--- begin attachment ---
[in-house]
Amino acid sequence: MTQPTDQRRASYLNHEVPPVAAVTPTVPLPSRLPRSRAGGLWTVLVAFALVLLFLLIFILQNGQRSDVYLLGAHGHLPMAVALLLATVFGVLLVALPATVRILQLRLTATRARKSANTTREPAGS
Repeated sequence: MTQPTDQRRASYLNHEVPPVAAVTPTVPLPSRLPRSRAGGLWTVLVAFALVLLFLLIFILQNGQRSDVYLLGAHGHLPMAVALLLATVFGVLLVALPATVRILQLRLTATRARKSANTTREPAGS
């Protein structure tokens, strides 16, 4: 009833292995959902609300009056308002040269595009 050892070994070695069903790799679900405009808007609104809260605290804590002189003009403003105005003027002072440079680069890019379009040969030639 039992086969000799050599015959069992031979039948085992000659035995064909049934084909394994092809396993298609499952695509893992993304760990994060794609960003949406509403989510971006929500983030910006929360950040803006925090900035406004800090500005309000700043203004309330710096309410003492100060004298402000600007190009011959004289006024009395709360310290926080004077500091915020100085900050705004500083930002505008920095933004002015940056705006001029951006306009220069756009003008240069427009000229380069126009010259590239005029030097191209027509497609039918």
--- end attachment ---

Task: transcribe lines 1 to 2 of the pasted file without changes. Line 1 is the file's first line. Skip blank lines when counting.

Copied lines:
[in-house]
Amino acid sequence: MTQPTDQRRASYLNHEVPPVAAVTPTVPLPSRLPRSRAGGLWTVLVAFALVLLFLLIFILQNGQRSDVYLLGAHGHLPMAVALLLATVFGVLLVALPATVRILQLRLTATRARKSANTTREPAGS